Extending the boundaries of known Guardian Space

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A couple of months ago I posted a series of updates on my search up above the known Guardian region, centered on WREGOE MC-Z B41-6. I was looking for undiscovered Guardian sites, and I found them! Which was pretty exciting.

It's taken me almost as long to collect and present the data as it did to gather it. But the highlights are here:

And here's an inexplicably small version of the video you can see larger on my "Overview" page:


While I was putting this data together it occurred to me that those Brain Tree locations could be useful to people who are gathering Guardian blueprints and mats. So I put together an itinerary (the 'Harvest Tour') for doing that, while also collecting enough raw materials to satisfy just about anyone.

In the meantime I've continued the search. Adding new data will take a lot less time than it took to create the system that displays it: but I have some catching up to do!
 
I haven't updated this thread for awhile, but I've continued to search along my A (and now B) vectors. All my new results have been negative... which is less disappointing than you might think.

The negative results have been interesting because they've led me to speculate about the site selection process for these structures. Why do we find them in one place, but not another? And what can that tell us about the process that picked the bodies where we do find them?

But I have gotten a little tired of searching in places where I was pretty sure I wouldn't find anything. So rather than continue up to Area A4 I dropped down to the downward vector below the known Guardian sites and continued there.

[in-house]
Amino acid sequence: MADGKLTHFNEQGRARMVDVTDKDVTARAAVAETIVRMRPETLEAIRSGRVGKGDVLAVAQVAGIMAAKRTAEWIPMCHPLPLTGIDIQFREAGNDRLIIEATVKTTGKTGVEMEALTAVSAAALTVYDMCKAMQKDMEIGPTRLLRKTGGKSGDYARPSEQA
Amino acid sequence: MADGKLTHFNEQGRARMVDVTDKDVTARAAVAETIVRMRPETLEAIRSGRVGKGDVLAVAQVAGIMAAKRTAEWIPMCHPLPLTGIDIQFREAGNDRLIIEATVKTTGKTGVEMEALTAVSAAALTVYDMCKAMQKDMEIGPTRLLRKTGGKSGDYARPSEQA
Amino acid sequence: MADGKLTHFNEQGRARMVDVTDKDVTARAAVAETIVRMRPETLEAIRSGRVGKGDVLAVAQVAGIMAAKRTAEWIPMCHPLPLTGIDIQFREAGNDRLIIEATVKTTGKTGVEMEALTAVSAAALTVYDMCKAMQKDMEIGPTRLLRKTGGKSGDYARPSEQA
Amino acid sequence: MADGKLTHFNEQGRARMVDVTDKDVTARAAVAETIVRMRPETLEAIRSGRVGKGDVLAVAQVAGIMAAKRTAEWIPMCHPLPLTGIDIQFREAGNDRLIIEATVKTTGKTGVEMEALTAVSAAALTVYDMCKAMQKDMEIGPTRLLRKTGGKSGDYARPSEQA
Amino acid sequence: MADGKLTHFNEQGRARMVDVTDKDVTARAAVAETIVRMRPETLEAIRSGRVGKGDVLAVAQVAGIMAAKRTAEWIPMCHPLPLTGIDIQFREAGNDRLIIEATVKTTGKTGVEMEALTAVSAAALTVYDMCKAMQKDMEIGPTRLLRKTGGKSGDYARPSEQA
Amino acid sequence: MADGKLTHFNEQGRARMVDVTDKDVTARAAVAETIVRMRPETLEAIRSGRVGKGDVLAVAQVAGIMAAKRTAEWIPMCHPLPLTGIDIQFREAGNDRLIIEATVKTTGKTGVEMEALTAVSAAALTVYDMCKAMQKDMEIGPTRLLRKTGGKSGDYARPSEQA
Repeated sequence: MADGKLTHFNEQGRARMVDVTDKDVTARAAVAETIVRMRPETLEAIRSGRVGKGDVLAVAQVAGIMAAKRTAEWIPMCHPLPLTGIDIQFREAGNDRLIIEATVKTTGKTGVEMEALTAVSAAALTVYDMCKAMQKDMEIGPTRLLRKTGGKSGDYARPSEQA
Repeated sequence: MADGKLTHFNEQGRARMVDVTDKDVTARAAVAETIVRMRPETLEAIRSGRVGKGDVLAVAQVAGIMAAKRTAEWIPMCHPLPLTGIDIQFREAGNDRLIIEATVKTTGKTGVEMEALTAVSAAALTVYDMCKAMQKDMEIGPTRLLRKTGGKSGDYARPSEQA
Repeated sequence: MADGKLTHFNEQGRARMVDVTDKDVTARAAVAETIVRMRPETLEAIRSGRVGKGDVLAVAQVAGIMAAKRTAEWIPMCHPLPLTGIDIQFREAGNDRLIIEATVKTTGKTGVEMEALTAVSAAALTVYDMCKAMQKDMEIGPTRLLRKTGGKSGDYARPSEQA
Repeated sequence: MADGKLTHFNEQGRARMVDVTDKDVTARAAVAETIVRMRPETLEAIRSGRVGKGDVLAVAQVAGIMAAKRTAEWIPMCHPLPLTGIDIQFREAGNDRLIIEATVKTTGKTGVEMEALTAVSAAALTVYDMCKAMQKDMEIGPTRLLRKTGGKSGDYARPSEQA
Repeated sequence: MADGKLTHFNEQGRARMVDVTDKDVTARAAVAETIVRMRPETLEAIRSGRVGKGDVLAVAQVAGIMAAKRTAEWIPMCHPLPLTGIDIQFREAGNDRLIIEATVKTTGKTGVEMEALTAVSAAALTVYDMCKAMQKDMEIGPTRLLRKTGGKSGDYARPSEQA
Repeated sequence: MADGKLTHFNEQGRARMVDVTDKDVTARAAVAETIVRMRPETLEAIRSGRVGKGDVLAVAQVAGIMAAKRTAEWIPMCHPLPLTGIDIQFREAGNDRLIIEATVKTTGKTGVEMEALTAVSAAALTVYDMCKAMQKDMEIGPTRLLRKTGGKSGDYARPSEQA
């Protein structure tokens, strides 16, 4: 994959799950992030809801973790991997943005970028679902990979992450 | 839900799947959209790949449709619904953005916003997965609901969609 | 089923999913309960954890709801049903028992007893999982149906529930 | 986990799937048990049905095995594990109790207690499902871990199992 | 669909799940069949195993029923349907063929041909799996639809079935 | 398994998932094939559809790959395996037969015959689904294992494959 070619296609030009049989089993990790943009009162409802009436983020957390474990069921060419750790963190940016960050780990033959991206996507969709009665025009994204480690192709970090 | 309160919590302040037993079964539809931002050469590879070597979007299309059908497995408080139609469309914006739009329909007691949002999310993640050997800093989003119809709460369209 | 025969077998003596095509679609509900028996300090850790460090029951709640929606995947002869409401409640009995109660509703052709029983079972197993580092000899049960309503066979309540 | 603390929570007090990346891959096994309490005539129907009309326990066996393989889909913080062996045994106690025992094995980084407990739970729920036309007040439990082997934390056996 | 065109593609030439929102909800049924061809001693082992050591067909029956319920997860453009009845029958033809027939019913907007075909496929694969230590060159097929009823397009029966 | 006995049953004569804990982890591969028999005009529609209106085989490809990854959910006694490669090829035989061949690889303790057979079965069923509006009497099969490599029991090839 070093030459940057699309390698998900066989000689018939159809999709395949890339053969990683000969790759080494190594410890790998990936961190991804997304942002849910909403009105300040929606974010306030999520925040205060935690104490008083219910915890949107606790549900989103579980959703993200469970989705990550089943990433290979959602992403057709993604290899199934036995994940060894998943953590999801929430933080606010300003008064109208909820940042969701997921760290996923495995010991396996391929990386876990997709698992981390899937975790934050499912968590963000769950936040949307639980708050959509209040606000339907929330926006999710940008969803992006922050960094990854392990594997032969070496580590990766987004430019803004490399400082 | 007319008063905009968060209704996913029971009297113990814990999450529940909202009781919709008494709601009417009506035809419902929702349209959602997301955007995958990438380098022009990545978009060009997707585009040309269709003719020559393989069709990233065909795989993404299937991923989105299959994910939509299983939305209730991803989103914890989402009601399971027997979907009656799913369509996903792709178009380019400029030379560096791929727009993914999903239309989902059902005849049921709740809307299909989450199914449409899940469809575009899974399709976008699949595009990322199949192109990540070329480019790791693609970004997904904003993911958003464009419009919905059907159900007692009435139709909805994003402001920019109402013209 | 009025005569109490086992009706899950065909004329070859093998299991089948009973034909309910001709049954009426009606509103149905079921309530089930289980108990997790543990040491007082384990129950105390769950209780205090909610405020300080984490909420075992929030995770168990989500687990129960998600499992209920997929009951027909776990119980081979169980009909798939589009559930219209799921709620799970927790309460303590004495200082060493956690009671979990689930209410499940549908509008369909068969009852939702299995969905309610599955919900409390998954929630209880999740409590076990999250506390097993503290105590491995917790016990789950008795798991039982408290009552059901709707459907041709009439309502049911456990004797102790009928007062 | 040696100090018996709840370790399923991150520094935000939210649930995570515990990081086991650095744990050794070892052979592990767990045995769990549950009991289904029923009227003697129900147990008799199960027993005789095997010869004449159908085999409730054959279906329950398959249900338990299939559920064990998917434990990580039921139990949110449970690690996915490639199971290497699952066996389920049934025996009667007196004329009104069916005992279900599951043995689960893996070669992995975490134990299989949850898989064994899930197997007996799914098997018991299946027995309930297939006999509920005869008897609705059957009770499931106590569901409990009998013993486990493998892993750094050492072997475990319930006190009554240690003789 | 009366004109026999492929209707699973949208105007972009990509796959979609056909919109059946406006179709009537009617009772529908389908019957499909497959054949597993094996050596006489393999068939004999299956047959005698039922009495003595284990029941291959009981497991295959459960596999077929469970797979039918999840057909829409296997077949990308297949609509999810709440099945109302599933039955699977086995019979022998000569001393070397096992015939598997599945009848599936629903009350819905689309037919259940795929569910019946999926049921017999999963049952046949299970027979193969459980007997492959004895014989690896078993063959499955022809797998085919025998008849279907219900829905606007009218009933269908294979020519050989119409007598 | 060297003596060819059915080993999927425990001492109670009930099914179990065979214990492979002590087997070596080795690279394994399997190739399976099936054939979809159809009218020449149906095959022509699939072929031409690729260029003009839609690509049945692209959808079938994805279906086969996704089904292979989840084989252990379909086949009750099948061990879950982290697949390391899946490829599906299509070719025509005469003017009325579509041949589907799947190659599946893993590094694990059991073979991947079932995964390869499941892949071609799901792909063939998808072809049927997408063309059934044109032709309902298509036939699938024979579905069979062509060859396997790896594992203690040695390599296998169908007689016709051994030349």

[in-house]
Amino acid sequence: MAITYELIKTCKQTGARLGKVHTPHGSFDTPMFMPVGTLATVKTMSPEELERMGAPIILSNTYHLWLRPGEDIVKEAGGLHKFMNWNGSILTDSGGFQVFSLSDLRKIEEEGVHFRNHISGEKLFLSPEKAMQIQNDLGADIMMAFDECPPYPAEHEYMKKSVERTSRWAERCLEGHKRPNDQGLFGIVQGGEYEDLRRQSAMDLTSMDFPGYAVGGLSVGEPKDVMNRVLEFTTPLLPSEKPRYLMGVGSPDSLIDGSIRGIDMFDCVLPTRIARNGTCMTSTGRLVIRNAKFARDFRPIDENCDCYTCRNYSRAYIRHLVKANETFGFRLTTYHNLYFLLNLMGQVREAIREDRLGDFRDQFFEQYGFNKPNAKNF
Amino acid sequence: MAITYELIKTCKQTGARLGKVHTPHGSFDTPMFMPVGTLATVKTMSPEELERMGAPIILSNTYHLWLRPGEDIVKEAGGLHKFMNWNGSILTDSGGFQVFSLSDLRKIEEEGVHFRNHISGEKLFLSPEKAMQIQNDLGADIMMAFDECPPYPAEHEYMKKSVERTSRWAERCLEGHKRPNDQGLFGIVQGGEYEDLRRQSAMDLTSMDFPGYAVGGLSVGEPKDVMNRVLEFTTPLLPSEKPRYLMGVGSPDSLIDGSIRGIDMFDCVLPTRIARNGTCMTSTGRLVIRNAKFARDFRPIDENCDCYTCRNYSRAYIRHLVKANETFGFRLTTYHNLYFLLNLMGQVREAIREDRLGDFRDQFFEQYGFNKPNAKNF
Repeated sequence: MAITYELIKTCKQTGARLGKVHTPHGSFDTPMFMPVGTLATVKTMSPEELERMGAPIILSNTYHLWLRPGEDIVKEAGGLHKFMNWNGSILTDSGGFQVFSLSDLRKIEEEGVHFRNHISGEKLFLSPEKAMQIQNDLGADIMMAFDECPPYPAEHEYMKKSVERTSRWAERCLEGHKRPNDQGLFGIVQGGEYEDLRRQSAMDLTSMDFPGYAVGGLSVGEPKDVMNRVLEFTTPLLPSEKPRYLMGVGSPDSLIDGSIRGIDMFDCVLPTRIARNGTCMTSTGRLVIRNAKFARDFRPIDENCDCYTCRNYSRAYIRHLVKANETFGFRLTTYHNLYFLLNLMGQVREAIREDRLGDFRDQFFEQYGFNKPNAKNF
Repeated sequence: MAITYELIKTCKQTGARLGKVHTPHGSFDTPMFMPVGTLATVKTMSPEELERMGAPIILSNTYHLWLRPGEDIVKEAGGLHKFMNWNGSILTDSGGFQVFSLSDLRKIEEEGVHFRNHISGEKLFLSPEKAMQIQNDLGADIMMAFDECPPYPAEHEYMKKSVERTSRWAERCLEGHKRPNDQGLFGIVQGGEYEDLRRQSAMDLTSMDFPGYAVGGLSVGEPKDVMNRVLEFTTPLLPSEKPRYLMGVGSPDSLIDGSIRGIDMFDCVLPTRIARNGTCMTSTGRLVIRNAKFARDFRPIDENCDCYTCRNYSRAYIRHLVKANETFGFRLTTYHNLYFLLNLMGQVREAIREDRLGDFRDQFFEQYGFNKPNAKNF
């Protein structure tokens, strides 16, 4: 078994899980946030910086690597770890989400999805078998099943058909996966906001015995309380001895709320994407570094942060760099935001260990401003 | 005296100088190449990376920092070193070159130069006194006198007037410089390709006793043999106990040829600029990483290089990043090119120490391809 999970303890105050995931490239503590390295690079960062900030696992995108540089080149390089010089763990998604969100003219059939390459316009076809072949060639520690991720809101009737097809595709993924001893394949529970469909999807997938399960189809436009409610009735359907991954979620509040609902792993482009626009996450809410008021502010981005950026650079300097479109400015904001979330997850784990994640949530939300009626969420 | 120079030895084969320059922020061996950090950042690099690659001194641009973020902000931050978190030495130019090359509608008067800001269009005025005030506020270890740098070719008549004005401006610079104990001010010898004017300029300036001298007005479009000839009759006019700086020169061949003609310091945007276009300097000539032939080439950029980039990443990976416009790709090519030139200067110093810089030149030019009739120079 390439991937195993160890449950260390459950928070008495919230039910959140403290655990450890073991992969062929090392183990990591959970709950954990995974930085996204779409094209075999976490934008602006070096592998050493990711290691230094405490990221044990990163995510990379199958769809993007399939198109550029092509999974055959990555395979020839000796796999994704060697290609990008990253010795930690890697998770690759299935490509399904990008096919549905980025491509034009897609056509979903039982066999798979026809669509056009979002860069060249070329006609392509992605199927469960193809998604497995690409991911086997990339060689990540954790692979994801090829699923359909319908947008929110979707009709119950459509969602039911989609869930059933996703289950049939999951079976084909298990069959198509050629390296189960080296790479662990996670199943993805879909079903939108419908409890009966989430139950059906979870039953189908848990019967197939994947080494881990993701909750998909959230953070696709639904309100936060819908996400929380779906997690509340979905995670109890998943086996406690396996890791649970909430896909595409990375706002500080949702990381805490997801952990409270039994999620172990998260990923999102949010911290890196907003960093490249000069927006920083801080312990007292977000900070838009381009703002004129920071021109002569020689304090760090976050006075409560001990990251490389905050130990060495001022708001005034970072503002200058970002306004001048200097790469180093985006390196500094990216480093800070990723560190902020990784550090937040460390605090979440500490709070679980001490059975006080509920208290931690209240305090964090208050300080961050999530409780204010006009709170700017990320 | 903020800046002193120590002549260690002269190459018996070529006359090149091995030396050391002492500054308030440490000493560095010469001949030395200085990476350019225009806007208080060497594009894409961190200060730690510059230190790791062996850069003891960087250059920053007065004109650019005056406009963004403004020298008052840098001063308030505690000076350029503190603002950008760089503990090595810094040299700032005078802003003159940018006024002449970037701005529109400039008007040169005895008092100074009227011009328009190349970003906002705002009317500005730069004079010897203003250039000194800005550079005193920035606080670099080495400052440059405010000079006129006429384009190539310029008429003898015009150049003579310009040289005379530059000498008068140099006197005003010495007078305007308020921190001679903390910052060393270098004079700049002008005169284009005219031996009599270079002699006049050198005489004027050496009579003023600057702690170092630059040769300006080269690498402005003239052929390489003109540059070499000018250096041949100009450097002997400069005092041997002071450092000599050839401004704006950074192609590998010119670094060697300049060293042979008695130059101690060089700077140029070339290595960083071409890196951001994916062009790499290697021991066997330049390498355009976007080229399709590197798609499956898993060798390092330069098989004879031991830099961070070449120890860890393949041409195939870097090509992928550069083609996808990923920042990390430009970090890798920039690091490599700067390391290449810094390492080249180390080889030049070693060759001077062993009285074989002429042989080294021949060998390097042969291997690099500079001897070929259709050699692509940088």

Here's a new visualization that shows where I've looked:

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I don't detail the Brain Tree locations I've found in these areas because you just expect to find them scattered around here. Not finding Brain Trees would be pretty significant. But finding them doesn't tell us anything new.

As I said, I was toying with an idea about the site selection process. In very simple terms I thought that these sites might have been chosen by projecting rays from some central point (which might or might not be the Guardian home system).

I even worked out a simple rule set for how these rays could work. It was very interesting to think about... but there was no way to prove it. Some entity involved in the site selection process would have to weigh in on the question, and that's unlikely whether in-game or out.

By the time I'd finished searching Area B3 I worked out a set of observations that could show me whether I might be on the right track. Last night, when I made those observations, I found exactly the opposite of what I expected to find.

I think I just debunked my own hypothesis.

That's interesting, though! Now I have to go back to what I have seen and try to figure out what it means.

Because my old idea is almost certainly false I have shielded it from your eyes inside a Spoiler tag.

The idea is that Guardian structure sites were placed by projecting rays from a central point.